ERBIL, Kurdistan Region (Kurdistan24) – Following the second downgrade of Genel’s Taq Taq field in the Kurdistan Region in March, which sent its shares tumbling, evidence suggests it is too early to write off the emerging oil province.
Amid gathering anxiety over a region already struggling with weak crude prices and escalating costs to fight militants, improving prospects elsewhere in Kurdistan have been ignored.
While Genel Energy Plc cut its reserves estimates in its Taq Taq field near Kirkuk city, DNO doubled the number of wells planned for 2017 at its Tawke field in May.
Meanwhile, competitor WesternZagros Resources Ltd. increased its reserve estimates in March.
“The Taq Taq story is very unfortunate, it has hurt us all,” said Simon Hatfield, chief executive officer of Calgary-based WesternZagros.
“Everybody thinks: on top of above-ground risk; now there’s below-ground risk too,” Hatfield continued.
“But it’s not the same everywhere in Kurdistan,” he assured.
Drilling development in the Kurdistan Region remains in its early phases. Major projects did not begin until the 2000s, and the geology is still being studied meaning the region has yet to reach its full potential.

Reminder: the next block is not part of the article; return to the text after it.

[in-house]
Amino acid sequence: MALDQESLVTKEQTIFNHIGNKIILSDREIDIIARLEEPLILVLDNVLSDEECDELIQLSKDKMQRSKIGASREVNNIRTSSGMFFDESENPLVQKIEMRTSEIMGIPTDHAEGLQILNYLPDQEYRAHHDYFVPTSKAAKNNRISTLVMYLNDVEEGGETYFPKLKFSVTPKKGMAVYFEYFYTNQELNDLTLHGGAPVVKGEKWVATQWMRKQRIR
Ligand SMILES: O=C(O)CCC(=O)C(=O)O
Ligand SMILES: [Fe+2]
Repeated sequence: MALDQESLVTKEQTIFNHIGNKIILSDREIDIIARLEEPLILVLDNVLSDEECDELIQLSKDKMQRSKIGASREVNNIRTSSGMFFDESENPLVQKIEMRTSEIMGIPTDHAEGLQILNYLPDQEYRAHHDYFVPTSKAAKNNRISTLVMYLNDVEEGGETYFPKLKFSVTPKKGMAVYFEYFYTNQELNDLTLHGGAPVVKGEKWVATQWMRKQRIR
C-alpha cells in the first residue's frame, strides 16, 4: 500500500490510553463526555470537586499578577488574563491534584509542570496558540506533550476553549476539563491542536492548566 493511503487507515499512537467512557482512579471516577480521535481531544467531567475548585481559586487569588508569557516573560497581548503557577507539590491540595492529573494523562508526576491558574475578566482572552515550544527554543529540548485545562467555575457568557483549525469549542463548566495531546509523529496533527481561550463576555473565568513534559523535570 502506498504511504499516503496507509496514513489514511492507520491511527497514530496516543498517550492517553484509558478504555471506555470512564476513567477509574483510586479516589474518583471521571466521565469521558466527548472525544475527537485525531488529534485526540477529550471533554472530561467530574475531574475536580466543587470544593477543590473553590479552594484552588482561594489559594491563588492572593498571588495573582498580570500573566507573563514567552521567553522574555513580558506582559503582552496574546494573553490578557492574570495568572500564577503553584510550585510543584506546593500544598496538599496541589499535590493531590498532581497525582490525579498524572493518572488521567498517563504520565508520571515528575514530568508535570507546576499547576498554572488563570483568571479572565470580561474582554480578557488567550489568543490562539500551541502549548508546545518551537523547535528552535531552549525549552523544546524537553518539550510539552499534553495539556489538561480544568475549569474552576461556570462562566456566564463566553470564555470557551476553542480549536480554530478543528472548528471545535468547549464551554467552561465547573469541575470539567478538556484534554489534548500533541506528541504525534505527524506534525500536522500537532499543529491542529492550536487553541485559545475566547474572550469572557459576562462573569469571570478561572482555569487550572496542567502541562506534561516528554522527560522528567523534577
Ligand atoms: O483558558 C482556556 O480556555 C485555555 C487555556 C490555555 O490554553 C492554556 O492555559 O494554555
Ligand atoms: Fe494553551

According to Michael Knights, an analyst at the Washington Institute, Taq Taq’s problems aren’t replicated across the Region.
“The Taq Taq downgrade is clearly a blow, but they’re increasing oil production in other places that will offset a lot of the declines,” Knights said in an interview with Bloomberg, citing the forthcoming start of Abu Dhabi National Energy Co.’s Atrush field.
No other Kurdish field has been downgraded on the magnitude of Taq Taq said Lynn Morris-Akinyemi, an analyst at Wood Mackenzie Ltd.
“We can’t write off Kurdistan just on one field,” she said in an interview. “We need to see a clear pattern of this happening.”
Conversely, Consultant Rystad Energy AS expects Kurdish oil production to increase over 10 percent this year to 602,000 barrels per day.
The analyst added the Kurdistan Regional Government (KRG) has a similar history as any part of the world. “Some of them are successes, some disappointments, that’s normal,” she stated.
Oil will continue to dominate in Kurdistan, according to Rystad analyst Espen Erlingsen, who said “long-term” output could reach about 800,000 barrels per day.
The KRG’s plan to make 20 more oil blocks available this year will test the region’s ability to lure more investors.
Exploiting natural resources is important to the economy of Kurdistan as it has led the fight against the Islamic State since 2014.
Editing by Karzan Sulaivany